News: Brig. Gen. drives message home: Don’t forget us.
Story by Sgt. Jessica Barnett
JOINT BASE BALAD, Iraq - Being in the Army Reserve or National Guard allows soldiers to experience both a military and civilian life. For Brig. Gen. Mark Corson, commanding general of the Army Reserve’s 103rd Sustainment Command (Expeditionary), and a Maryville, Mo., native, this means leading two lives: one as a deployed soldier, and the other as an associate professor of geography at Northwest Missouri State University in Maryville, Mo.
Prior to the new school year, the university president, John Jasinski, holds an annual, all-employee meeting. Through video teleconferencing Aug. 25 in the 103rd ESC Joint Operations Center at Joint Base Balad, Iraq, Corson was able to participate in the meeting as this year’s keynote speaker.
Corson received a standing ovation as he was presented to his peers back home, followed by a heartwarming greeting from his youngest daughter Ashton.
Corson shared with his community the ins and outs of the logistical support that he and his 5,000 soldiers and airmen, and 8,000 contractors, provide for the ongoing mission here in Iraq.
Corson also took the opportunity to explain to his employer what he has learned and can contribute to the university when he gets home.
“I have learned an awful lot about executive level strategic leadership from great mentors,” shared Corson. “I teach things like geography of the Middle East, political geography and military geography, and I have learned absolutely tremendous lessons here as we’ve participated in making history for those things. And when I come back, I am going to have a lot of good insights to share, that I have actually experienced here on the ground.”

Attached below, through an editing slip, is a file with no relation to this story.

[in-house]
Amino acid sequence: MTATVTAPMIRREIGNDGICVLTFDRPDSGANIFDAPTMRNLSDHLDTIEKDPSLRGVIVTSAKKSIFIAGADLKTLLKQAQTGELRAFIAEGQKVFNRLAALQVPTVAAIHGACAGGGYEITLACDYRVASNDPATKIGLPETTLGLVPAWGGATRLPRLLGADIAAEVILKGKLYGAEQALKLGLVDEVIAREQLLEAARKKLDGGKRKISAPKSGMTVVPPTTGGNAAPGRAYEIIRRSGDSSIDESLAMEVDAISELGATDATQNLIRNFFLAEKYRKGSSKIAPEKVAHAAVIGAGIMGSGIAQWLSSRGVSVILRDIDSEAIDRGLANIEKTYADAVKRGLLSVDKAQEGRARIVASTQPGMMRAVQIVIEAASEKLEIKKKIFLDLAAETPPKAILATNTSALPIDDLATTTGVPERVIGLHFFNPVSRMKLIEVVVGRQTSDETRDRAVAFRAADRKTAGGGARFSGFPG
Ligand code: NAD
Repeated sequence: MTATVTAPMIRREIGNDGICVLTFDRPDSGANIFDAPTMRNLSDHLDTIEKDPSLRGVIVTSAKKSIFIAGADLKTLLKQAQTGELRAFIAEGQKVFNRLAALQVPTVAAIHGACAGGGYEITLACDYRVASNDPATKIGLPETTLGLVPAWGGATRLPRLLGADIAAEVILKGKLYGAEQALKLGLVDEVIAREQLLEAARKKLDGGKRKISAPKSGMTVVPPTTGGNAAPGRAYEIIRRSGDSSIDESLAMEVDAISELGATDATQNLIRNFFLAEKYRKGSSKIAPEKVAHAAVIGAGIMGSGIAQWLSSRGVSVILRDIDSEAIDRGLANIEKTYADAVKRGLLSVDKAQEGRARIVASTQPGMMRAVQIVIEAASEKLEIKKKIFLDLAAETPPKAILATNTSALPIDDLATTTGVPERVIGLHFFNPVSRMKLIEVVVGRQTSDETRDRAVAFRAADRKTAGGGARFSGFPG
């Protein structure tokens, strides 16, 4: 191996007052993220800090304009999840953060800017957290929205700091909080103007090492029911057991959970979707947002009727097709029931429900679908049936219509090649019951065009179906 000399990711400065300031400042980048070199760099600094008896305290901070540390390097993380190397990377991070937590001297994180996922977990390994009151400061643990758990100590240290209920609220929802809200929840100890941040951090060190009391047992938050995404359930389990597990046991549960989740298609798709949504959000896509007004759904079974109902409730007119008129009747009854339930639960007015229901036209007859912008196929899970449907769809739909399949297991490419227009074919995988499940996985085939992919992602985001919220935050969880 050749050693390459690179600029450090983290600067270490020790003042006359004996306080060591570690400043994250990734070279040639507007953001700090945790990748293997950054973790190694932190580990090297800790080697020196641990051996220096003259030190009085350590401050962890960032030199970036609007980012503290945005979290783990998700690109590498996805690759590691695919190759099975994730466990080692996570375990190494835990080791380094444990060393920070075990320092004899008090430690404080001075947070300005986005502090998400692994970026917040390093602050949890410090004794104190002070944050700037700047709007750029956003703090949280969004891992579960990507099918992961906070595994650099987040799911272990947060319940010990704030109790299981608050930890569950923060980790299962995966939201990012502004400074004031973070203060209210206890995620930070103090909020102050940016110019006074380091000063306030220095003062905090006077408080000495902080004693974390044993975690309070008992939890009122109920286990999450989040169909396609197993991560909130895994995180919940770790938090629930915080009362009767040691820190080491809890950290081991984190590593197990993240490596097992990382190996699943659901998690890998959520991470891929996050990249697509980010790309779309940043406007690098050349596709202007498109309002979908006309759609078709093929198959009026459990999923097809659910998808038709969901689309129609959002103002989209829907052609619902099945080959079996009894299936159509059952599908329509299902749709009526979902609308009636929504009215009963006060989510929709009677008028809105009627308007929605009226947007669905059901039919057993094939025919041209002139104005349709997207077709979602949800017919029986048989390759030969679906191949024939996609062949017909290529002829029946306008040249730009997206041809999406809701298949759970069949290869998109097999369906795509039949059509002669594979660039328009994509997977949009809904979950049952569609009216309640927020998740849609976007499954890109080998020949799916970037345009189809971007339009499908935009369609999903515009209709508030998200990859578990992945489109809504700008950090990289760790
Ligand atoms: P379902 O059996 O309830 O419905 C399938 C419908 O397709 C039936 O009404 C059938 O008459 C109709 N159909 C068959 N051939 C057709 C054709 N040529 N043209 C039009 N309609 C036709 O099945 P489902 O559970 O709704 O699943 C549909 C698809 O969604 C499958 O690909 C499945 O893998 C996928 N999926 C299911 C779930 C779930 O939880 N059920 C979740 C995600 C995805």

Soldiers should take the opportunity to inform their employers of what useful lessons they have learned from their deployment, to ensure that they are being used to their best capabilities, and to demonstrate what they can gain from the deployment, advised Corson.
“As citizen soldiers, I want to ensure that our employers understand both the contribution that we are making, but also the things that we are learning that we will bring back to our employers so that our employers will support us and value us.”
His overall message to the community was simple.
“While we have ceased combat operations on a unilateral basis, this is not over,” said Corson. “Please don’t forget us! In the press this has already been referred to as the ’forgotten war,’ but at least for the next year and a half, the 50,000 service members here are in harm’s way. There are still dangers here; indirect fire on this base several times a day. My convoys are out there still experiencing sporadic attacks. It’s still a war zone. Now on the flip side, to put this in perspective, the violence has decreased 85 to 90 percent since 2006-2007. We have a democratically elected Iraqi government with very capable security forces, and things are much safer than they were. But the bottom line is that we are taking care of the folks here and we would ask that you not forget us.”